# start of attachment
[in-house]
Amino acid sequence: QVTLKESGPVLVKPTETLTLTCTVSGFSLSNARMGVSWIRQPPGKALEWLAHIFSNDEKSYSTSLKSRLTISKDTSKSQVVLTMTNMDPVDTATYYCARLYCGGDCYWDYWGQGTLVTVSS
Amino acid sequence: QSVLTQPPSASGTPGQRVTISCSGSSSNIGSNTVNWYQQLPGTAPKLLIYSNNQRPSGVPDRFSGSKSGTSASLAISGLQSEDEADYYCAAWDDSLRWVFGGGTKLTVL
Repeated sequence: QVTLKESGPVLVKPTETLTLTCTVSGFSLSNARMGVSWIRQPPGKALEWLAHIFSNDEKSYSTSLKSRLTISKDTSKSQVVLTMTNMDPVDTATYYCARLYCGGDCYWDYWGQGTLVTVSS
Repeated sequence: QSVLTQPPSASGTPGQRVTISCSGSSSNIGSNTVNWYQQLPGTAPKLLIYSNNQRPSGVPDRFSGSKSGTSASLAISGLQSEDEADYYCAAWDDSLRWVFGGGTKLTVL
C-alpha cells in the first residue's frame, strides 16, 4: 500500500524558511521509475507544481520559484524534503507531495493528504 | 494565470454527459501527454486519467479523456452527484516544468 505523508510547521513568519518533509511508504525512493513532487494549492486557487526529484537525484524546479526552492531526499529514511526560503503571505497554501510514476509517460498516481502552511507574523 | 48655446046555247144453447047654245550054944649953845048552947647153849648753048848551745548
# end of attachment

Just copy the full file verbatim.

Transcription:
[in-house]
Amino acid sequence: QVTLKESGPVLVKPTETLTLTCTVSGFSLSNARMGVSWIRQPPGKALEWLAHIFSNDEKSYSTSLKSRLTISKDTSKSQVVLTMTNMDPVDTATYYCARLYCGGDCYWDYWGQGTLVTVSS
Amino acid sequence: QSVLTQPPSASGTPGQRVTISCSGSSSNIGSNTVNWYQQLPGTAPKLLIYSNNQRPSGVPDRFSGSKSGTSASLAISGLQSEDEADYYCAAWDDSLRWVFGGGTKLTVL
Repeated sequence: QVTLKESGPVLVKPTETLTLTCTVSGFSLSNARMGVSWIRQPPGKALEWLAHIFSNDEKSYSTSLKSRLTISKDTSKSQVVLTMTNMDPVDTATYYCARLYCGGDCYWDYWGQGTLVTVSS
Repeated sequence: QSVLTQPPSASGTPGQRVTISCSGSSSNIGSNTVNWYQQLPGTAPKLLIYSNNQRPSGVPDRFSGSKSGTSASLAISGLQSEDEADYYCAAWDDSLRWVFGGGTKLTVL
C-alpha cells in the first residue's frame, strides 16, 4: 500500500524558511521509475507544481520559484524534503507531495493528504 | 494565470454527459501527454486519467479523456452527484516544468 505523508510547521513568519518533509511508504525512493513532487494549492486557487526529484537525484524546479526552492531526499529514511526560503503571505497554501510514476509517460498516481502552511507574523 | 48655446046555247144453447047654245550054944649953845048552947647153849648753048848551745548